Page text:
The Tavareses filled their new home with three children in three years. John arrived first, in September 1990, followed by his sisters, Laura and Barbara. When John was a baby, his mother saw a glimmer of something that she couldn’t quite identify. Once, when he was 10 months old, Barb heard a “thump-thump” from upstairs and, for a moment, thought there was a stranger in the house, maybe even in John’s room. She ran up the stairs, opened the door, and there he was, on his feet and weeble-wobbling his way across the floor with his arms outstretched. The kid had hoisted himself up, over and out of his crib and begun walking. Before long, he was bouncing off the walls with energy to burn, and Barb threw him into as many sports as she could find. Soccer, lacrosse (John’s uncle on his dad’s side is a lacrosse champion) and hockey. John loved lacrosse, but eventually hockey emerged as his true passion. What also emerged in John was a single-minded determination—shared by his mother—to get where he wanted to go.

Now, when she remembers all the fuss people made about John, the endless questions that at the time felt intrusive and threatening, Barb realizes they probably saw where he was heading long before she did.

Barb Tavares made sure her son was the last to know just how good a player he was.

Ontario hockey begins when parents stand in long lines to register their six-year-olds in tyke house leagues. (More than 200,000 kids across the province signed up to play in the 2007–2008 season.) At age eight, players can move on to A, double-A or triple-A hockey; triple-A is the most competitive. A triple-A parent can expect to spend at least $5,000 a year on equipment, travel and tournament fees, and endless hours driving to games and practices. The percentage of these kids who will go on to play in the OHL is minuscule, less than 0.2 per cent.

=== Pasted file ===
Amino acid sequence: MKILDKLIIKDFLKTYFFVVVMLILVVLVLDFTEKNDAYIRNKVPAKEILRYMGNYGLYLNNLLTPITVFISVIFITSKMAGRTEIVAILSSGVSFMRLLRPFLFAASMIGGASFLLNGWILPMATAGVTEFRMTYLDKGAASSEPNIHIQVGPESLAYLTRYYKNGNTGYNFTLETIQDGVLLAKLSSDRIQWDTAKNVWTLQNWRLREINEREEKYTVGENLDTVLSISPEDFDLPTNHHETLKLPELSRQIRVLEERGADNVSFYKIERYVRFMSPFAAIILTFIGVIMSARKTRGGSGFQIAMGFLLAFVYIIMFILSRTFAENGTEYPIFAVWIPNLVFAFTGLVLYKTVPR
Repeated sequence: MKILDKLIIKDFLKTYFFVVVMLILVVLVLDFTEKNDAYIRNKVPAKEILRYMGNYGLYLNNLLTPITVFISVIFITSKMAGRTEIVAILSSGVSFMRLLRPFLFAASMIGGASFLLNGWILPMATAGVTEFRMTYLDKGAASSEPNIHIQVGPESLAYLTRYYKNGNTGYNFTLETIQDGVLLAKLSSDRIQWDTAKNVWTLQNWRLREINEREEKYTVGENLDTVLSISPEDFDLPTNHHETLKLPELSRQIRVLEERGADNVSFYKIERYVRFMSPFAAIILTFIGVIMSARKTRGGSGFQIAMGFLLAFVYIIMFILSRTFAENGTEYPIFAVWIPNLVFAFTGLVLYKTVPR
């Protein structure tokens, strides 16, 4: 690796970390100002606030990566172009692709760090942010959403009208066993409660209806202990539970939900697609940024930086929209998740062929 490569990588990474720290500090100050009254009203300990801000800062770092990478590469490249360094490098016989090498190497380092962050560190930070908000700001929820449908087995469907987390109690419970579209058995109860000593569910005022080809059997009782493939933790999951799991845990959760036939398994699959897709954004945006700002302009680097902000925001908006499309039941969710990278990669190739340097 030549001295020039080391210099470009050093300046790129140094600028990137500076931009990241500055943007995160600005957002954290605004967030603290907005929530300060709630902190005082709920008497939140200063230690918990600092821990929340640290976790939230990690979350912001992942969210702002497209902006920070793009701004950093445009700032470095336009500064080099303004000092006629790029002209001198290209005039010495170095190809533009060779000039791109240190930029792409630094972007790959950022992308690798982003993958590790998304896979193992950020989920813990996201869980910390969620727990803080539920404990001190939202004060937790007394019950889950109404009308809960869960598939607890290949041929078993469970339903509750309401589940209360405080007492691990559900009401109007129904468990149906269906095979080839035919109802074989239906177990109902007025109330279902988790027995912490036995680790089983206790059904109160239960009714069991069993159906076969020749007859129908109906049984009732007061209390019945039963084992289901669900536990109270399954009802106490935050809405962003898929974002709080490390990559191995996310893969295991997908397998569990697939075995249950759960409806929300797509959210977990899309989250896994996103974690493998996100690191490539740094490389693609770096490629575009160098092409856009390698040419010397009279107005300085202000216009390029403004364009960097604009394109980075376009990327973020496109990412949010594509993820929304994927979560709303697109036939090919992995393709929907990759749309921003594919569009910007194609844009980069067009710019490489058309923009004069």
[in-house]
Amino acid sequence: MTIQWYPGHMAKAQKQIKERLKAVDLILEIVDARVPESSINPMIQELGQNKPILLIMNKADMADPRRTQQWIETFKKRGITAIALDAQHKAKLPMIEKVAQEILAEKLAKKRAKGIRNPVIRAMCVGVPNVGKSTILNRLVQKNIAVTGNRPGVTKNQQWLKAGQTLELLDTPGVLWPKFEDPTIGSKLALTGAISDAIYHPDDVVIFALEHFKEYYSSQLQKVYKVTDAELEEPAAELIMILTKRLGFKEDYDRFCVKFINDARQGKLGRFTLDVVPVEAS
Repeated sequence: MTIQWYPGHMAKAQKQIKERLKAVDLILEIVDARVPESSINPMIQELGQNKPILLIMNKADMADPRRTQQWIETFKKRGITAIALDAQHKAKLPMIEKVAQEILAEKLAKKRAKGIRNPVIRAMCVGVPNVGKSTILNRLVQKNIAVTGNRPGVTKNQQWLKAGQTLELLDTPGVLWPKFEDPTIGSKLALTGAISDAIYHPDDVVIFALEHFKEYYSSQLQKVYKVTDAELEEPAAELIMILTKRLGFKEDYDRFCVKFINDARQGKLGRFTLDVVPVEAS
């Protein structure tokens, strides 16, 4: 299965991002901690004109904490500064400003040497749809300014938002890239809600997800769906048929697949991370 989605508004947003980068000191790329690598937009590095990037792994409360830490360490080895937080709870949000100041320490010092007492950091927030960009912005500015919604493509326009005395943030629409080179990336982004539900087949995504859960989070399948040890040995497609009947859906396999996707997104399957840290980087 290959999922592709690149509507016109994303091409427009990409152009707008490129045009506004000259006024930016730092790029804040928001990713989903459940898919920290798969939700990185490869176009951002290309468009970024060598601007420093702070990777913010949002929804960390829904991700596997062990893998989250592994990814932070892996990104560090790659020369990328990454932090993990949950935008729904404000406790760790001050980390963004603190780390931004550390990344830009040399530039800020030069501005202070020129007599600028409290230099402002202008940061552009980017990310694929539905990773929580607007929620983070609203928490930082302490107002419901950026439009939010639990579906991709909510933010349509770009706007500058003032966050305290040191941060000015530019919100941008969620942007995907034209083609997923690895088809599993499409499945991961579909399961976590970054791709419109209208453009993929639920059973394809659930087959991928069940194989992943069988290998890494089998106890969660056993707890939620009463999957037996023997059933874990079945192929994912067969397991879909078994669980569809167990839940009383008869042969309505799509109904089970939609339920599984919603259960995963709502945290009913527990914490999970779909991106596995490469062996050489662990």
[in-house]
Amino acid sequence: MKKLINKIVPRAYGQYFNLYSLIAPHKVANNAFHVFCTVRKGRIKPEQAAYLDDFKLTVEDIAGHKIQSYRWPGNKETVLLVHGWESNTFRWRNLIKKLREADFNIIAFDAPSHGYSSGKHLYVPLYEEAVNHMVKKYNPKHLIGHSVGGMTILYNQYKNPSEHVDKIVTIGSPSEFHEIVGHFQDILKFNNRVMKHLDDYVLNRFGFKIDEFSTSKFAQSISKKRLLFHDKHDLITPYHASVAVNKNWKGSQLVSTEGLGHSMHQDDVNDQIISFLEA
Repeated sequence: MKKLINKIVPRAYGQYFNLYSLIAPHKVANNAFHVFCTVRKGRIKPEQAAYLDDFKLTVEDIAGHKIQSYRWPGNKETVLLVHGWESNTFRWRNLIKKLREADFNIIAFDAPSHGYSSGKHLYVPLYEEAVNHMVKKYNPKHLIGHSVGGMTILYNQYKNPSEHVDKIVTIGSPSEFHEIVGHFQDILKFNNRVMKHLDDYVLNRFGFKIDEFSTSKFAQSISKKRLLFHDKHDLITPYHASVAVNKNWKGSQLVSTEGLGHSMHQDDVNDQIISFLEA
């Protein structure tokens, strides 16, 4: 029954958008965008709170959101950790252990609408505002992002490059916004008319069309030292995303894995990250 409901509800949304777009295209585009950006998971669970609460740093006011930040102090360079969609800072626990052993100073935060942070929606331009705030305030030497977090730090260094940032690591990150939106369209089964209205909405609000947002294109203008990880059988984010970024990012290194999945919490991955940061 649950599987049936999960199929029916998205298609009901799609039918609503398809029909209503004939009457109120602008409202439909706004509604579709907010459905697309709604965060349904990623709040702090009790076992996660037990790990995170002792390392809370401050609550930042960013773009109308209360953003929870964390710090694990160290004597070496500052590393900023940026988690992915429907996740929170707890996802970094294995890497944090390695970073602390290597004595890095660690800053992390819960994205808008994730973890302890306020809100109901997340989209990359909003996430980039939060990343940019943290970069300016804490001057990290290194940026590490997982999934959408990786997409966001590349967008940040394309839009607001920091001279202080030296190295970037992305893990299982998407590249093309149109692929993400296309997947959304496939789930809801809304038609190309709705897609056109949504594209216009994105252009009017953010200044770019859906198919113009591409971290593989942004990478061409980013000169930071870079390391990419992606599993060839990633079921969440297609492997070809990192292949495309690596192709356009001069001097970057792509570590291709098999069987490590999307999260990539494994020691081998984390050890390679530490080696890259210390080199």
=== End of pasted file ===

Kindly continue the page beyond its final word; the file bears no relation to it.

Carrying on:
From the outset, players are organized according to their birth years. When Tavares was a six-year-old in the paperweight house league, he was suiting up with all the kids born in 1990. It’s an attempt to keep the playing field level, but it’s an imperfect system. Some parents believe it unfairly discriminates against players born later in the year, especially November and December babies. Imagine your son was born in late December and he’s facing off against some big galoot who was born in January of the same year. Tavares encountered a different challenge. By the time he was eight years old, he had outgrown every other kid his age and was itching for some real competition. To keep him engaged, Barb signed her son up for power skating with players two years older than he was. Before long, he was playing triple-A with the 1989ers and sometimes even the 1988s. John says he didn’t think about the other guys being older. “I didn’t even notice,” he says. “I just loved to play the game.”